RESOLUTIONS to provide troops in the field with bread and fresh provisions.
Resolved by the Congress of the Confederate States of America, That the Secretary of War be, and he is hereby, directed to furnish to such of our troops in the field as desire it, upon requisition made and whenever practicable, in lieu of the usual ration of flour, an equivalent of well-baked bread; to this end he is authorized to establish bakeries, in such numbers and at such points as may be necessary, or to make contracts for the supply of such bread.
Resolved, That a daily ration of fresh vegetables be furnish[ed] to all troops whenever the same can be provided at reasonable cost and charges to the Government.
Approved August 31, 1861.
CONFEDERATE STATES OF AMERICA, WAR DEPARTMENT, Richmond, August 31, 1861.
HENRY HOTZE, Esq.,
SIR: You are hereby authorized by this Department to proceed to Europe and place yourself in communication with our agents in Great Britain and France, sent to purchase arms and munitions of war. You will bear with you the dispatches with which you are charged, and impress upon our agents the absolute necessity existing for an immediate supply of arms and munitions of war. The best that are to be had must be procured and transmitted by the routes deemed the least hazardous and most expeditious within the scope of probable safety. We have thousands of good and true men prepared for the field and maintain there with ease 500,000 men were arms and munitions sufficiently abundant. The battles fought have demonstrated the vast superiority of our soldiers and generals, and leave no room to doubt that with equal arms the North can be conquered easier than the South can be subjugated. Our armies could now be hovering over the Susquehanna as readily as they are resting on the Potomac were it not for the necessity of husbanding our resources in respect to arms and ammunition whilst awaiting the expected supplies from Europe. If the enemy have purchased flint muskets, we can afford to meet them with similar weapons. It is true the improved gun is always to be preferred, but the flint-lock musket with sound and true bands is far better then empty hands. The instructions originally given to our agents, it will be seen, have been much enlarged, while heavy remittances have been made to them from time to time for the purpose of accelerating the accomplishment of the objects of their mission.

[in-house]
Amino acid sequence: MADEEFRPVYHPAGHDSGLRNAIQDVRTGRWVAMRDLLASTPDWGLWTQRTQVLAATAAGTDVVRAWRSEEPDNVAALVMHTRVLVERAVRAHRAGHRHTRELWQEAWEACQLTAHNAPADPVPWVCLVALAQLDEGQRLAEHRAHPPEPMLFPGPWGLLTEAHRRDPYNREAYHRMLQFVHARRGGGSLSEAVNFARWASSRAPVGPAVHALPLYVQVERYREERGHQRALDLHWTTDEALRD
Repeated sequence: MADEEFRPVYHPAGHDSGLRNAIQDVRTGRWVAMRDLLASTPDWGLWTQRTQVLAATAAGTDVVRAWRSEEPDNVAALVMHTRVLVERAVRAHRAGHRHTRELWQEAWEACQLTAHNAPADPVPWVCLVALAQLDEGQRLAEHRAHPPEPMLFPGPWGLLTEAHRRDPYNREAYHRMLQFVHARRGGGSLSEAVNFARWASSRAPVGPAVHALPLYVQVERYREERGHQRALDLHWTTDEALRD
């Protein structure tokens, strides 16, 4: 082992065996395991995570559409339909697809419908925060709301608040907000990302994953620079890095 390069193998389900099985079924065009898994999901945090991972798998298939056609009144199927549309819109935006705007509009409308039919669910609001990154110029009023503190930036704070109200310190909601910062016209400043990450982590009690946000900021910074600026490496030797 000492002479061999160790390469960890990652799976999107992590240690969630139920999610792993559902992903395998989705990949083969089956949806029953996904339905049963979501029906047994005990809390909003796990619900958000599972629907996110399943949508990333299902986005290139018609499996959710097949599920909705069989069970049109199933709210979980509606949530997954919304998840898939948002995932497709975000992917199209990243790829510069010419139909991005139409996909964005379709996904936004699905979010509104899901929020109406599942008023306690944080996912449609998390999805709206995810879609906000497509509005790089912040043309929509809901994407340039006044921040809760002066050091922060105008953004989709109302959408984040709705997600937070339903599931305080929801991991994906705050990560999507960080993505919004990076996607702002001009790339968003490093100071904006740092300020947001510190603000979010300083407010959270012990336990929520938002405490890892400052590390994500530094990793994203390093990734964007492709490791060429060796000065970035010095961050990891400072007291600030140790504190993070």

Requisition in the sums of $50,500, $24,888. 89, #333,333. 33, $24,333. 33, and $250,000, amounting in all to $907,055. 54, have been drawn in their favor and transmitted through Samuel Smith, of New Orleans, and John Fraser & Co. and Cheeseborough, of Charleston. It is hoped that these several remittances reached their intended destination, but up to the present time this Department has received no certain information as to the fact, and it is earnestly desired that you will lose no time in placing yourself en route, selecting the line of passage you judgment most approves. And may God speed you